**January 2012.** Let denote the unit circle and let be a probability measure on . Take the sequence and orthonormalize in the Hilbert space to produce . We have

by definition. The question is what is the size of if and we assume some additional information on the measure ? This is a classical question in approximation theory. The Steklov’s conjecture was: assume that is purely a.c. and has the weight uniformly bounded away from zero, i.e.

Is it true that uniformly in and ? The negative answer to this question was given by Rakhmanov. He proved that the possible growth is essentially up to an inverse logarithmic factor. Can one drop it? This is a nice problem.** !!! SOLVED, see below.** Another important class of measures extensively studied in the literature is the so-called Szego class. It is defined as follows: where the singular component is arbitrary and for one has

How large the polynomials can be in this case? Well, for a while the conjecture was that the polynomial entropy is bounded, i.e.

uniformly in . That, however, again tuned out to be wrong with the possible growth like . This result is sharp. Then, what restriction on the size of do we get from the orthogonality? Not clear to me. _______________________________________________________________________ **August 2013.** In the joint paper with A. Aptekarev and D. Tulyakov which you can find on my webpage, we proved the sharp estimates for the uniform norms of the orthogonal polynomials in the Steklov class. This class is defined by the condition that

for a.e. point on the circle where is some small positive constant. The world record so far was made by Rakhmanov about 30 years ago. The method we used turned out to be powerful enough to also give the sharp bounds for the polynomial entropy in this class. We hope to iterate the construction to prove the lower bounds over the subsequence. If we succeed, this will give the full solution to the famous Steklov’s conjecture. ______________________________________________________________________________ ** February 2014.** Building on the previous paper (discussed above), we were able to settle a problem by Steklov. That involved a lot of technical work. Here is the main result: suppose is a probability measure on the circle which satisfies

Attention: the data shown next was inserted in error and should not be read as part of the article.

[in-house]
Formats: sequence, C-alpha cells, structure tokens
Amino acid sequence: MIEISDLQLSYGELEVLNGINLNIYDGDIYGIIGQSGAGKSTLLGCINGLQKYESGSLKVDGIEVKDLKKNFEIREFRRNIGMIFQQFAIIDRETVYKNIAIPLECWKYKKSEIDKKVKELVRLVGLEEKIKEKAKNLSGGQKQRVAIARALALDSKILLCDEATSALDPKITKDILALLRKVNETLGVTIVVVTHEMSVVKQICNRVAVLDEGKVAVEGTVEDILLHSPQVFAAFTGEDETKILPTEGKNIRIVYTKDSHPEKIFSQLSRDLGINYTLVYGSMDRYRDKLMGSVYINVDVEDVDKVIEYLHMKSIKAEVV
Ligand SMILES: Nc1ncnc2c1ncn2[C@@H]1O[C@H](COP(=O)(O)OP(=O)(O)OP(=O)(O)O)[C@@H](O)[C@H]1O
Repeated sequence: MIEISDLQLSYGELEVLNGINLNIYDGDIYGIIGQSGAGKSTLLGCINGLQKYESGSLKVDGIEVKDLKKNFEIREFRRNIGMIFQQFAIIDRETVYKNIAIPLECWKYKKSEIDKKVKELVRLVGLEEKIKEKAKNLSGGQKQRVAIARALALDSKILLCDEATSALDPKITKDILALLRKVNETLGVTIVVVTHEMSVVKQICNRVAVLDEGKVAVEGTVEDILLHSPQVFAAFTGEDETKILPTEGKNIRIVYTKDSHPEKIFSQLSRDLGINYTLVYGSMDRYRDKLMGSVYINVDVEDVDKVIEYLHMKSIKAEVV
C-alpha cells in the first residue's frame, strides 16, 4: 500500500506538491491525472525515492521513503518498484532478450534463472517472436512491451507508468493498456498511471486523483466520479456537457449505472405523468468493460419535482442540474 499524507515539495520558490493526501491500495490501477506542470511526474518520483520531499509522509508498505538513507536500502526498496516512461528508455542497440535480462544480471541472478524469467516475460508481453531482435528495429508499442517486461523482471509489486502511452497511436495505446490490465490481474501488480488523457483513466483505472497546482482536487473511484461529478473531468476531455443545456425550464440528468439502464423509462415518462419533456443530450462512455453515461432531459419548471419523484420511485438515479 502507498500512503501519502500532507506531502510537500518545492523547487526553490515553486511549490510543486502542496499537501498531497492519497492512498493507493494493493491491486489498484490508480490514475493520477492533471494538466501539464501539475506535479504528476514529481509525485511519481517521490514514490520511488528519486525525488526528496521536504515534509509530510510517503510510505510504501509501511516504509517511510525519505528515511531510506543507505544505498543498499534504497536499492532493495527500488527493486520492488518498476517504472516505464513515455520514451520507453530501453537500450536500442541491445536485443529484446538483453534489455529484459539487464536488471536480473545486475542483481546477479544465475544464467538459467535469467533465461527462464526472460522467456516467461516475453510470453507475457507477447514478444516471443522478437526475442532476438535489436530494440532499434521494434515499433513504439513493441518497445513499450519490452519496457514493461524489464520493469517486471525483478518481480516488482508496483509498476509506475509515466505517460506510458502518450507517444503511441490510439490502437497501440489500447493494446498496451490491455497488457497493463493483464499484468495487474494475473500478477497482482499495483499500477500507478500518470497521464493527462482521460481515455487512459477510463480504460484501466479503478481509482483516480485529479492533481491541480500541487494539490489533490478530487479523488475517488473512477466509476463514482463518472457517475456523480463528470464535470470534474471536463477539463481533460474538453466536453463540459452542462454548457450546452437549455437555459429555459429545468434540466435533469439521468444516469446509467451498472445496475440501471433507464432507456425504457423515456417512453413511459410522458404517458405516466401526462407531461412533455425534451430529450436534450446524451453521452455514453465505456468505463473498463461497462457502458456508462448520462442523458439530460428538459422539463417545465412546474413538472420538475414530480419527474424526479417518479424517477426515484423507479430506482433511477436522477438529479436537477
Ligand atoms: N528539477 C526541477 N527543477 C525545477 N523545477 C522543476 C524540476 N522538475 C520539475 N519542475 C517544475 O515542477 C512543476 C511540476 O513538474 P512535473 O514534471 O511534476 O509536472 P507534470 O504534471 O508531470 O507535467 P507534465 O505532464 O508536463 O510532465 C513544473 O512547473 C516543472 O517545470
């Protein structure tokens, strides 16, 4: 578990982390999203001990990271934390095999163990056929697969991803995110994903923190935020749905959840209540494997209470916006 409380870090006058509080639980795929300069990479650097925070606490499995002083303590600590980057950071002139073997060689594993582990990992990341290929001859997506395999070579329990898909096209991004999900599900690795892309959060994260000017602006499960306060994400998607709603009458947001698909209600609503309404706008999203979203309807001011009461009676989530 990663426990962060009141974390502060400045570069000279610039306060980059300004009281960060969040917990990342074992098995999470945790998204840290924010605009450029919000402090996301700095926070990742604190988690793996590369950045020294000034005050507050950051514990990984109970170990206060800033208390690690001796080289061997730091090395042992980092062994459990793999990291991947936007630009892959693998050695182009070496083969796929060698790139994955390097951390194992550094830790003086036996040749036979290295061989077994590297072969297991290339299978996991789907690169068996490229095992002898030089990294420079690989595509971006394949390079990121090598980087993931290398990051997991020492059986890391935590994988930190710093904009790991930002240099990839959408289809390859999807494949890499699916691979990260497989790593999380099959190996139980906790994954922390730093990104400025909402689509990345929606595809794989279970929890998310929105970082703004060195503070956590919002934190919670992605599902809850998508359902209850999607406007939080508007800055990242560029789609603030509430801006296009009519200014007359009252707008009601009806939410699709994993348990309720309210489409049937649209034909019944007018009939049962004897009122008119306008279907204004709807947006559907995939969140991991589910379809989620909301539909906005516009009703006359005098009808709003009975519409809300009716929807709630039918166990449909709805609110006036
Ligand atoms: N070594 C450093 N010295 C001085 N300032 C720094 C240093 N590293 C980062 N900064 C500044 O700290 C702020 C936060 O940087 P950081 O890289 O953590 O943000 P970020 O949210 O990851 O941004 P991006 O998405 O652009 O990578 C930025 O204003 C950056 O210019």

and . That condition defines the Steklov’s class. If are the corresponding orthonormal polynomials, then the following upper bound is well-known and easy to prove:

In the paper, we prove **Theorem.** For every sequence , there is an absolutely continuous probability measure from the Steklov class such that

for some sequence . The proof is constructive and can be used when the measure satisfies different lower bounds. There are other interesting questions that naturally follow from the paper, some of them do not seem to be so hard anymore. The project on getting the uniform bound on the polynomials is mainly finished. What is left wide open is the problem on controlling the for a.e. provided the constructive information on measure is known. This is the so-called nonlinear Luzin’s conjecture and we know very little about it. ____________________________________________________________ **November 6, 2014 ** Fix , large and such that . Consider the class of probability measures defined as where , are arbitrary points on , and . Let . In the recent paper, I proved the following estimate It implies, for example, that the maximizer in the Steklov problem has point masses. In the same paper, I also proved the following inequality improving the bound by Kos: if and , then . That was done by using the duality between two extremal problems for one of which the bound is easy to obtain if the generalization of the Halasz’ result is used. ___________________________________________________________________________________________________________________ **May 19, 2015** The solution to a problem by Steklov discussed above allows to study other variational problems. For example, Then, the old idea by S.Bernstein and our method used for getting the lower bounds can be combined to get when is fixed and . In the case when the deviation of the weight is large, we have two results: 1. For every large , there is such that for every weight . 2. For every small , there is large and a weight such that . One can see that the growth can not be achieved by weights uniformly bounded in .

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**July 2015. ** We significantly simplified several proofs in the paper “On a problem by Steklov” and submitted a new version to arXiv. We also fixed some minor mistakes and typos.